I doubt there is anyone on the planet that isn’t aware of the trick Mother Nature has played on the airline industry. Day after day passengers flock to the airports hoping to either get to their homes in Europe, or get away from their homes in Europe, only to wind up like Tom Hanks in “The Terminal,” living in the airport terminal
An island few even knew about, located in the North Atlantic, has delivered a financial blow to the airlines that Osama Bin Ladin would be proud to have made. An angry volcano, with a name none of us can pronounce on an island few of us would ever care to visit, has spewed clouds of toxic ash particles into the atmosphere where our airliners ply their trade.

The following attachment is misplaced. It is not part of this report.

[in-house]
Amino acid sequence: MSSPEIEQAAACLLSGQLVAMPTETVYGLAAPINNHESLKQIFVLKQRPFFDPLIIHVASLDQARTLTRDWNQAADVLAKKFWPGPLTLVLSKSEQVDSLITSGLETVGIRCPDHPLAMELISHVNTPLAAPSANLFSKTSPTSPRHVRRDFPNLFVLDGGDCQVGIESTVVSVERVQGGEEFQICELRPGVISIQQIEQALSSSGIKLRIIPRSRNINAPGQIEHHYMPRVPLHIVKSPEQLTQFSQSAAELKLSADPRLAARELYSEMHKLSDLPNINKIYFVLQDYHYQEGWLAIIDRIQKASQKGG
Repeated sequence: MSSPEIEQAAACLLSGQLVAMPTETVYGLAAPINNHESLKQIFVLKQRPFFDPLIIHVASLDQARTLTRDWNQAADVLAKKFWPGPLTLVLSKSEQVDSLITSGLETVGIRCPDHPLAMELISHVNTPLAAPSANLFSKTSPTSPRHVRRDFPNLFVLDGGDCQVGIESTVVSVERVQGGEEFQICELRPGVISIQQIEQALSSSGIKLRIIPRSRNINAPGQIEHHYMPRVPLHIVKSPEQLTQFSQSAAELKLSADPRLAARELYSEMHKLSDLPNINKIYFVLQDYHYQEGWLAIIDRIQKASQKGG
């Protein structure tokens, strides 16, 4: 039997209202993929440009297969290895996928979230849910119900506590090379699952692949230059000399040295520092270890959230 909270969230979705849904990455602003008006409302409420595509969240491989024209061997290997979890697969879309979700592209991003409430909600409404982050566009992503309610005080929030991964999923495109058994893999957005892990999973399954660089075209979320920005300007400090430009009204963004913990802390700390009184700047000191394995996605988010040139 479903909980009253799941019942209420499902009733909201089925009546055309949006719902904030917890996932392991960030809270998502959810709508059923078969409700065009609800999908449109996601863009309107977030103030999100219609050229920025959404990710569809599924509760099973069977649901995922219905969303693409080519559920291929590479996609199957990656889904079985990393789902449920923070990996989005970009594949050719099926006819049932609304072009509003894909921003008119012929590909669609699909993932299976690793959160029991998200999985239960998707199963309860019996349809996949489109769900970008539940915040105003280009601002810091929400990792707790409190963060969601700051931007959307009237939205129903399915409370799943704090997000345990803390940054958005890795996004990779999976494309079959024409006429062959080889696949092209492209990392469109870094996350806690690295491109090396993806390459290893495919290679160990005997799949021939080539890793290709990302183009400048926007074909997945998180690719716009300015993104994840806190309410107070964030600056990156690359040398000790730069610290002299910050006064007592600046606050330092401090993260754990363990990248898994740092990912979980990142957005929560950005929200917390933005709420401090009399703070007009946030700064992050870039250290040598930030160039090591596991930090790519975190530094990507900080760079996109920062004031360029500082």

Engine manufacturers wag their fingers at the airline’s executives, warning of dire consequences if that nasty old ash gets into their engines. Trembling government regulators shut down all the major airports in Northern Europe while airline CEOs pace back in forth in their offices demanding their operations people fix this problem, and yesterday! Government regulators eyed the no-ash-no-fly rules, wringing their hands, digging out dusty old records retelling tales of airliners flying through volcanic ash clouds long ago, all to determine how much dust the engines can ingest and continue to operate properly without sending their carriages into the sea. Airlines sent test aircraft into the now dangerous atmosphere without passengers, daring the ash to ruin their engines, to make their airplanes into multi-ton gliders. When the aircraft landed white clad techies swarmed around the airframes, probing the engines, searching for the evidence that their innards had been violated, rendering the engines un-airworthy. Huddling in small offices the engine manufacturers and airframe makers pour over the results and slowly agree that, perhaps, just perhaps, the ash panic was subsiding and the rules could be modified. Nervously, airline CFOs watched the contrails of high-flying airliners passing over their country and bringing tears to their eyes as their bank accounts slowly drain of operating funds. Ah, you say, the crisis is over. Halleluiah! But wait, there’s trouble in them there skies, aviation consultants warn that the danger is not over, but simply waiting. Good old Eyjafjallajokull (YOU try and pronounce it!) may still have a bit more to say, some more ash to pollute the atmosphere with. Or, perhaps its nearby partner will awaken, adding its ashes to the plumes. Beware, the no-fly zones may reappear faster than you can pronounce its name. Until next time keep your wings straight and level Hersch! JetAviator7 Regards engine power: Lots is good, more is better, and too much is just enough.
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